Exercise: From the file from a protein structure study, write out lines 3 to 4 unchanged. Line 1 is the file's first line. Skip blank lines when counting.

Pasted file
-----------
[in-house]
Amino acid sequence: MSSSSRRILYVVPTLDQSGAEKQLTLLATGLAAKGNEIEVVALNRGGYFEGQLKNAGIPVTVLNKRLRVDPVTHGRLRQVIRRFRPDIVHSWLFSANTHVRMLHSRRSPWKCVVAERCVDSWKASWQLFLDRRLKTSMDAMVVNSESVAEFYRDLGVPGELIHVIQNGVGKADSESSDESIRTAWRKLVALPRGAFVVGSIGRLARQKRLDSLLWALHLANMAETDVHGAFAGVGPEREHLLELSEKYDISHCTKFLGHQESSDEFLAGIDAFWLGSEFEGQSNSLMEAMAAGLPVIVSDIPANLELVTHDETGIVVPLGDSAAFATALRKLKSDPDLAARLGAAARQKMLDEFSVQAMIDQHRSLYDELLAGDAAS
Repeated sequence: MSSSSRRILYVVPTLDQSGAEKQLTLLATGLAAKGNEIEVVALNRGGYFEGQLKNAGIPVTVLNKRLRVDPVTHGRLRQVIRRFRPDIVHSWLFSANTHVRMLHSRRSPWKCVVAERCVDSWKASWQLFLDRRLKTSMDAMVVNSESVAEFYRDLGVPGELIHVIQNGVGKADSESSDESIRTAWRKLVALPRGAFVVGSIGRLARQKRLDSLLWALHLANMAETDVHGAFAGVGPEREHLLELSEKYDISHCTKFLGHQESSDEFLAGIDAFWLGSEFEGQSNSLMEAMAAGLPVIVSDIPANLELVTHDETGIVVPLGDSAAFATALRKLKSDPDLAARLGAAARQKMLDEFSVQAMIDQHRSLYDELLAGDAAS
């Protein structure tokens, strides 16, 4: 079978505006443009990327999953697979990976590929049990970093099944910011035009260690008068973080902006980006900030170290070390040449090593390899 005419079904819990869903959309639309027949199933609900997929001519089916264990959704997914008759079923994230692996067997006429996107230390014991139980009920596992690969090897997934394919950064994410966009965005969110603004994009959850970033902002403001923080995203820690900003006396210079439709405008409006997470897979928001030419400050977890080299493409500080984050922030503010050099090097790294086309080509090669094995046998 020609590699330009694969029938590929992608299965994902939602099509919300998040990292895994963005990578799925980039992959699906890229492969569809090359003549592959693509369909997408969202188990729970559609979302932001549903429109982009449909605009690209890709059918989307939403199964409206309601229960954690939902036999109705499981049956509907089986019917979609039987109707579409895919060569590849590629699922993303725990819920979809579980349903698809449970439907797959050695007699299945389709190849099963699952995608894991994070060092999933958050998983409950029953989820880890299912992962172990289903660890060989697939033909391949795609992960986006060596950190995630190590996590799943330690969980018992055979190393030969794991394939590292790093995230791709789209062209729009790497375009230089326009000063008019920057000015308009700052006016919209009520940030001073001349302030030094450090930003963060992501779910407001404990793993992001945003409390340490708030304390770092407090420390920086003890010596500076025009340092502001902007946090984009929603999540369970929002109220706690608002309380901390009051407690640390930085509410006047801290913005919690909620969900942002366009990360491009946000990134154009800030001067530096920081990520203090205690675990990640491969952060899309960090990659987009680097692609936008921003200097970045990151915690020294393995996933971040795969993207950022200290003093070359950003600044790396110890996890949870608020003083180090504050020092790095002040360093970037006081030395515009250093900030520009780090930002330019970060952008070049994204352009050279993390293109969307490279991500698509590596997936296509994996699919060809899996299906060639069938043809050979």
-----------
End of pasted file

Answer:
Repeated sequence: MSSSSRRILYVVPTLDQSGAEKQLTLLATGLAAKGNEIEVVALNRGGYFEGQLKNAGIPVTVLNKRLRVDPVTHGRLRQVIRRFRPDIVHSWLFSANTHVRMLHSRRSPWKCVVAERCVDSWKASWQLFLDRRLKTSMDAMVVNSESVAEFYRDLGVPGELIHVIQNGVGKADSESSDESIRTAWRKLVALPRGAFVVGSIGRLARQKRLDSLLWALHLANMAETDVHGAFAGVGPEREHLLELSEKYDISHCTKFLGHQESSDEFLAGIDAFWLGSEFEGQSNSLMEAMAAGLPVIVSDIPANLELVTHDETGIVVPLGDSAAFATALRKLKSDPDLAARLGAAARQKMLDEFSVQAMIDQHRSLYDELLAGDAAS
């Protein structure tokens, strides 16, 4: 079978505006443009990327999953697979990976590929049990970093099944910011035009260690008068973080902006980006900030170290070390040449090593390899 005419079904819990869903959309639309027949199933609900997929001519089916264990959704997914008759079923994230692996067997006429996107230390014991139980009920596992690969090897997934394919950064994410966009965005969110603004994009959850970033902002403001923080995203820690900003006396210079439709405008409006997470897979928001030419400050977890080299493409500080984050922030503010050099090097790294086309080509090669094995046998 020609590699330009694969029938590929992608299965994902939602099509919300998040990292895994963005990578799925980039992959699906890229492969569809090359003549592959693509369909997408969202188990729970559609979302932001549903429109982009449909605009690209890709059918989307939403199964409206309601229960954690939902036999109705499981049956509907089986019917979609039987109707579409895919060569590849590629699922993303725990819920979809579980349903698809449970439907797959050695007699299945389709190849099963699952995608894991994070060092999933958050998983409950029953989820880890299912992962172990289903660890060989697939033909391949795609992960986006060596950190995630190590996590799943330690969980018992055979190393030969794991394939590292790093995230791709789209062209729009790497375009230089326009000063008019920057000015308009700052006016919209009520940030001073001349302030030094450090930003963060992501779910407001404990793993992001945003409390340490708030304390770092407090420390920086003890010596500076025009340092502001902007946090984009929603999540369970929002109220706690608002309380901390009051407690640390930085509410006047801290913005919690909620969900942002366009990360491009946000990134154009800030001067530096920081990520203090205690675990990640491969952060899309960090990659987009680097692609936008921003200097970045990151915690020294393995996933971040795969993207950022200290003093070359950003600044790396110890996890949870608020003083180090504050020092790095002040360093970037006081030395515009250093900030520009780090930002330019970060952008070049994204352009050279993390293109969307490279991500698509590596997936296509994996699919060809899996299906060639069938043809050979």